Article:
By Gareth Andrews




Australia Day has been and gone and once agaIn much of the joy has been sucked out of it. The debate ramps up annually as to whether the date is right or wrong, and the parade of the naysayers is gettIng bigger than any celebration of our mighty nation. That’s sad and unnecessary right now.

Whether there is justification for changing the date, I reckon there are some major issues we must resolve with our brothers and sisters amongst our First Peoples before we try handling this one.

As we have said in these pages previously, we must gain a greater understanding of each other and our shared humanity in this place before we move down some of these fraught alleyways. Let’s just recognise how lucky we are that we share this continent, at this time. The Power of Now.

Let’s just recognise how lucky we are that we share this continent, at this time. The Power of Now.

I say this having recently read an article by Matt Ridley in the UK Spectator of 21st December 2019. He states that we in the second decade of the 21st Century are living through THE GREATEST IMPROVEMENT IN HUMAN LIVING STANDARDS IN THE WORLD. A quick Google of Mr Ridley shows that he is The Viscount Ridley! He is a Conservative Hereditary Peer and appears to be a bit of a polymath. But there’s nothing wrong with being a “Rational Optimist,” which is part of the title of one of his books.

I note without delving too deeply into some of his reckoning and analysis, the following:

Extreme poverty has fallen below 10% of the world’s population for the first time. It was 60% when he was born, 61 years ago;

  • Child mortality has fallen to record low levels;Famine virtually went extinct;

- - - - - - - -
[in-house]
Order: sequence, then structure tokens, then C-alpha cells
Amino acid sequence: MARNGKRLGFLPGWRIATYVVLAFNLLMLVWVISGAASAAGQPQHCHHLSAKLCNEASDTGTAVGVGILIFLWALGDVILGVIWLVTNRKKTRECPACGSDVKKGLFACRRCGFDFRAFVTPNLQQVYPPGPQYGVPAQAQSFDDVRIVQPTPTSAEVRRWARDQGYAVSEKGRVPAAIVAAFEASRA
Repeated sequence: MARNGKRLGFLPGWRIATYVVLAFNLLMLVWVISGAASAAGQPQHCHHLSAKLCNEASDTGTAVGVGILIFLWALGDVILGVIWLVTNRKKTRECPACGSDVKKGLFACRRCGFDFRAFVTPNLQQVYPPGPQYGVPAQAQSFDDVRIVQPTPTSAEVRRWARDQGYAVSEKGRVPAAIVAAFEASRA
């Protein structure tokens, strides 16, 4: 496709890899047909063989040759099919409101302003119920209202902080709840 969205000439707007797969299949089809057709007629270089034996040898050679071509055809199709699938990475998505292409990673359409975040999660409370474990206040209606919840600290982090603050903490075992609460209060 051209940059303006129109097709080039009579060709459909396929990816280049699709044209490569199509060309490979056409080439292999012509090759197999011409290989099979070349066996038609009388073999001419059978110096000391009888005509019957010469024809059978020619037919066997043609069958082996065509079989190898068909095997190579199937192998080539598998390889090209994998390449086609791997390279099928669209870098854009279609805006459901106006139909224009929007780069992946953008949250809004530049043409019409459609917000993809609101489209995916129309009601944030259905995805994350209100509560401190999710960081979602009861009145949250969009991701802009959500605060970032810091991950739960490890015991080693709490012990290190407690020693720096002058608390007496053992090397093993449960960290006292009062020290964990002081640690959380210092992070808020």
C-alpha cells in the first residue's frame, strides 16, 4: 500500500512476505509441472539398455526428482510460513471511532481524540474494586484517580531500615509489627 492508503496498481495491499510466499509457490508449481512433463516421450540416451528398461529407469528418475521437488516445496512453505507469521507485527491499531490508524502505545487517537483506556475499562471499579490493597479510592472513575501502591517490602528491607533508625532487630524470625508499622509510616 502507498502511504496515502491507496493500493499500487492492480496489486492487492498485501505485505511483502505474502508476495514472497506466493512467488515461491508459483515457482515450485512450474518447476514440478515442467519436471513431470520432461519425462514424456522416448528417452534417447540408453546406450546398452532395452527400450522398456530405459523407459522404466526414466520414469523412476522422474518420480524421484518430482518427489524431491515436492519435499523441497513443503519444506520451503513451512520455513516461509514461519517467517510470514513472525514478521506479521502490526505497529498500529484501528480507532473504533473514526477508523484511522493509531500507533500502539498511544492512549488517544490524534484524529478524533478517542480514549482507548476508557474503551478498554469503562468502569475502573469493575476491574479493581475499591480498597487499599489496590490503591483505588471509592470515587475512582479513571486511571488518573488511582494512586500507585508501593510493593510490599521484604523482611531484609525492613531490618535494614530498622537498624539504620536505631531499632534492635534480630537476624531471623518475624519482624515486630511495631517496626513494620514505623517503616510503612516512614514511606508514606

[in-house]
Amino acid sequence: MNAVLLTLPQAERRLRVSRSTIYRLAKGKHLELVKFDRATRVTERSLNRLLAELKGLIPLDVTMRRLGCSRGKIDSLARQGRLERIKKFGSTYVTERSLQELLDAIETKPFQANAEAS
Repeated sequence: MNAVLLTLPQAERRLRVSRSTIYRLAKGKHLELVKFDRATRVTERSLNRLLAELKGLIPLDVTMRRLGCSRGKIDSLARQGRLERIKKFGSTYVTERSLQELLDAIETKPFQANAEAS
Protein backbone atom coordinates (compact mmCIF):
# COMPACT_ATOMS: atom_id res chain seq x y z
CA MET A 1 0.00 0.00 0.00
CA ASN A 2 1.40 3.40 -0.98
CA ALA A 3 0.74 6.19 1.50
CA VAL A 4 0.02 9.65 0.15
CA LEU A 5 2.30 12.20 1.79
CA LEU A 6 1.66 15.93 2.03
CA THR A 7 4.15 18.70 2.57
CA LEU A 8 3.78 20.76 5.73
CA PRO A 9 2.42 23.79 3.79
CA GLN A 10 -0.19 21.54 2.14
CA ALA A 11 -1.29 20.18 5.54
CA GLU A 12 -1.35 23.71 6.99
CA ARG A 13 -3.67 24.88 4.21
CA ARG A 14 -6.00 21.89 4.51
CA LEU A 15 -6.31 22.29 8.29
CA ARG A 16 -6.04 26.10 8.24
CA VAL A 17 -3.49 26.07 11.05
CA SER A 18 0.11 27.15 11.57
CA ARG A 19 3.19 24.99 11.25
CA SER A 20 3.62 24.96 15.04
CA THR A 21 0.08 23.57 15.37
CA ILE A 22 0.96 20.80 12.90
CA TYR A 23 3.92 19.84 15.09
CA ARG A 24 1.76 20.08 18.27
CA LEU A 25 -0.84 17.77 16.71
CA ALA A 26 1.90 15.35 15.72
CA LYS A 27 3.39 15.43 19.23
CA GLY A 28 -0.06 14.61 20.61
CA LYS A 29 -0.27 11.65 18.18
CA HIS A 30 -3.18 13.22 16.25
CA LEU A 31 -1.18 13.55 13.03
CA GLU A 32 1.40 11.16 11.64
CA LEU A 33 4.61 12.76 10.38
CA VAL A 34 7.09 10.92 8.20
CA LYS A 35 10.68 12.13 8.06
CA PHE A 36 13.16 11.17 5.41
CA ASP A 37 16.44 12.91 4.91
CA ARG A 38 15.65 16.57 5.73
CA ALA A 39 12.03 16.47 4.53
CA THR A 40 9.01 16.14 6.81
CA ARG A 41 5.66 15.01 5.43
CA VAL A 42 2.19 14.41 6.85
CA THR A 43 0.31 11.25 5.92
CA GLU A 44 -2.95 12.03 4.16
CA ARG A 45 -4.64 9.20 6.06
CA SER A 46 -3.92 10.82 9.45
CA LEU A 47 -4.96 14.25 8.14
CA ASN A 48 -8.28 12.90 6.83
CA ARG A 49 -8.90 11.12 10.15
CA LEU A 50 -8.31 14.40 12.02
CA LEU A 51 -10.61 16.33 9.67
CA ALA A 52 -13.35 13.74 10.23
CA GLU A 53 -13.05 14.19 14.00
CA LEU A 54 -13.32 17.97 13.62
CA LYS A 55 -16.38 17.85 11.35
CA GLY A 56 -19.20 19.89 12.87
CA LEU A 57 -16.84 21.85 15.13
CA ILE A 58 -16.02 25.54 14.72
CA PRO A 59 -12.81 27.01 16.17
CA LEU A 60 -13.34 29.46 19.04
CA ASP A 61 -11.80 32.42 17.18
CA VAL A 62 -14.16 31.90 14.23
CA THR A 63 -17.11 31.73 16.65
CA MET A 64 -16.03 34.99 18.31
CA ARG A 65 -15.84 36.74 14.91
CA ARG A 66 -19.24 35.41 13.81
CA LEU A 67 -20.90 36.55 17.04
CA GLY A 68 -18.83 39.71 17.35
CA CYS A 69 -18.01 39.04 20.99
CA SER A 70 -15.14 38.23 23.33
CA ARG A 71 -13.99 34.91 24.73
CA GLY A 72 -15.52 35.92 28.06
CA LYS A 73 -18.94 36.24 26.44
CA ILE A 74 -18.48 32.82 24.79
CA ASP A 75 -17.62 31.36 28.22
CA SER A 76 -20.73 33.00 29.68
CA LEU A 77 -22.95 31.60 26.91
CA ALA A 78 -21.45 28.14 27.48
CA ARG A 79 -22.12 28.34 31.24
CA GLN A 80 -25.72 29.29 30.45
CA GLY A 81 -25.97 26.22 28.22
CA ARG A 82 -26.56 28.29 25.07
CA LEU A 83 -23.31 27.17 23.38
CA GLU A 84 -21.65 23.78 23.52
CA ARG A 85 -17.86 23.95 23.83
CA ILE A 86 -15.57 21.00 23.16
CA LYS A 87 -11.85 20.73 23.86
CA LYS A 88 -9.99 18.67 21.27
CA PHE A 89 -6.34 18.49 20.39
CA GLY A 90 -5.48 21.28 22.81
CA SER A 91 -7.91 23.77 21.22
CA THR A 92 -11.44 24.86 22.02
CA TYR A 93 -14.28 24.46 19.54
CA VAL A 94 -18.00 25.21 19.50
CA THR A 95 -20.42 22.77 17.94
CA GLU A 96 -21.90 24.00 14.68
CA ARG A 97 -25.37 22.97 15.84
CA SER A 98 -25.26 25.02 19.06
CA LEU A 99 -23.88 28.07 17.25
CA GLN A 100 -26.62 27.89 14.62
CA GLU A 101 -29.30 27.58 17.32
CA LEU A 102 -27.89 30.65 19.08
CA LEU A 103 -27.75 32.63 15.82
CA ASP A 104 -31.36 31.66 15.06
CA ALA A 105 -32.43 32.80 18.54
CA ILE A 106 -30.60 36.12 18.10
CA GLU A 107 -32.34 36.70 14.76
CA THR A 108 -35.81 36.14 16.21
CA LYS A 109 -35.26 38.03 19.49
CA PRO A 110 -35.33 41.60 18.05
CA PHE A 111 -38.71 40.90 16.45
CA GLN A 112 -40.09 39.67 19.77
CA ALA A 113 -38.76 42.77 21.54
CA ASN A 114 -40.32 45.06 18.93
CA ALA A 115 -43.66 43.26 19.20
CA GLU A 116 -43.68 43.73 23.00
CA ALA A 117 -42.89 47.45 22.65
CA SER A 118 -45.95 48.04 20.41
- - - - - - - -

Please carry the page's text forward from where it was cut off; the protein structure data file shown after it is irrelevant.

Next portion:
• Malaria, polio, and heart disease are all in decline;
  • Some nations are beginning to use less stuff: less metal, less water, less land. ie less stuff overall.
  • Mobile phones have the computing power of room-sized computers of the 1970s and totally replace cameras, radios, torches, maps, calendars, watches etc;
  • LED bulbs consume consume about a quarter as much electricity as incandescent bulbs;
  • Modern buildings contain less steel and more of it is recycled;
  • Water usage is half as much as forecast in the 1970s because of human inventiveness allowing more efficient irrigation for agriculture, the biggest user of water;
  • Efficiencies in agriculture as the world approaches peak farmland, meaning productivity of agriculture is rising so fast human needs can be supplied by a shrinking amount of land;
  • The world has discovered that its resources of metals, minerals, and fuels are not finite. We will not run out of them. They haven’t even become scarce. Ridley believes technology has put us on a path to a cleaner, greener planet.

When People ask Ridley about the bad stuff – recessions, Syria, Ukraine, euro crisis, (and I’d better throw in Coronavirus) – his come back is that bad things happen while the world still gets better.

So there we have it. Some will say but this is not Australia and I agree. We have our own major issues such as droughts, and fires and overriding this around the world is the question of Climate Change. All of them rightfully consume our thinking.

But on reflection I wanted to look at the positive side of life (as the Monty Python crew so aptly did and the memory this week of Terry Jones reminded us). Man intuitively has an ability to overcome massive setbacks caused mainly by the “bad guys.” The good guys are just out there doing good things and finding a way.

Man intuitively has an ability to overcome massive set backs caused mainly by the “ bad guys.” The good guys are just out there doing good things and finding a way.

And fortunately over and above all of this, we live in Australia. It’s beauty, it’s clean air, it’s breadth and depth, it’s stunning fauna and flora, it’s relatively small population, our democratic institutions,  our beaches, our people. Imagine if Viscount Ridley lived here. He’d be off the Richter with praise.

Not every person is equally lucky and I acknowledge that. But I heard something very special at a breakfast this morning from a fellow who works with disadvantaged kids. I loved it and we can all do it. “Do you know what the best exercise is? Bend down and pick someone up.” Simple philosophy, as many of the best ideas are.


Author’s Bio
Gareth Andrews - Founder and Director of Life Again, a registered Not for Profit charity that educates and helps men to change and lead more fulfilling and purposeful lives. Through writing, public speaking, taking men to the Outback and working with Aboriginals, workshops and personally challenging men.